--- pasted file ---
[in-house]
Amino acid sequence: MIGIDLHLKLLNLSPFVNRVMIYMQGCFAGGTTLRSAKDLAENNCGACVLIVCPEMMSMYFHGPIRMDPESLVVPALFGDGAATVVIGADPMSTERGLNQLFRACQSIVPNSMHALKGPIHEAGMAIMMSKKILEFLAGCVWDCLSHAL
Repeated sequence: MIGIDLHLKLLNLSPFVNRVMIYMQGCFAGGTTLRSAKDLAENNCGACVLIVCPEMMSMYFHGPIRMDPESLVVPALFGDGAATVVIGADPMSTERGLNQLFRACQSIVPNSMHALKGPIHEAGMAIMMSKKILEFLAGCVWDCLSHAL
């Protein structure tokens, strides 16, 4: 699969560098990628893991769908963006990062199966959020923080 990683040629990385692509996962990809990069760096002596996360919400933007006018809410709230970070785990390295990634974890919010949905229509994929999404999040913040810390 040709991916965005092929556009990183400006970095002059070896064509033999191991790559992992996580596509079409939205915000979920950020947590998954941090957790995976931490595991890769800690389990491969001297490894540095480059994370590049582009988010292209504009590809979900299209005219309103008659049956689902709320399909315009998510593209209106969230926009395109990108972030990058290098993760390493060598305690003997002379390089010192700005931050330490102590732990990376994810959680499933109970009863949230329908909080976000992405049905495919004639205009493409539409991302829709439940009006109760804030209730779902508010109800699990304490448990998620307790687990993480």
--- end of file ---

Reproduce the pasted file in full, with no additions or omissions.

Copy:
[in-house]
Amino acid sequence: MIGIDLHLKLLNLSPFVNRVMIYMQGCFAGGTTLRSAKDLAENNCGACVLIVCPEMMSMYFHGPIRMDPESLVVPALFGDGAATVVIGADPMSTERGLNQLFRACQSIVPNSMHALKGPIHEAGMAIMMSKKILEFLAGCVWDCLSHAL
Repeated sequence: MIGIDLHLKLLNLSPFVNRVMIYMQGCFAGGTTLRSAKDLAENNCGACVLIVCPEMMSMYFHGPIRMDPESLVVPALFGDGAATVVIGADPMSTERGLNQLFRACQSIVPNSMHALKGPIHEAGMAIMMSKKILEFLAGCVWDCLSHAL
């Protein structure tokens, strides 16, 4: 699969560098990628893991769908963006990062199966959020923080 990683040629990385692509996962990809990069760096002596996360919400933007006018809410709230970070785990390295990634974890919010949905229509994929999404999040913040810390 040709991916965005092929556009990183400006970095002059070896064509033999191991790559992992996580596509079409939205915000979920950020947590998954941090957790995976931490595991890769800690389990491969001297490894540095480059994370590049582009988010292209504009590809979900299209005219309103008659049956689902709320399909315009998510593209209106969230926009395109990108972030990058290098993760390493060598305690003997002379390089010192700005931050330490102590732990990376994810959680499933109970009863949230329908909080976000992405049905495919004639205009493409539409991302829709439940009006109760804030209730779902508010109800699990304490448990998620307790687990993480």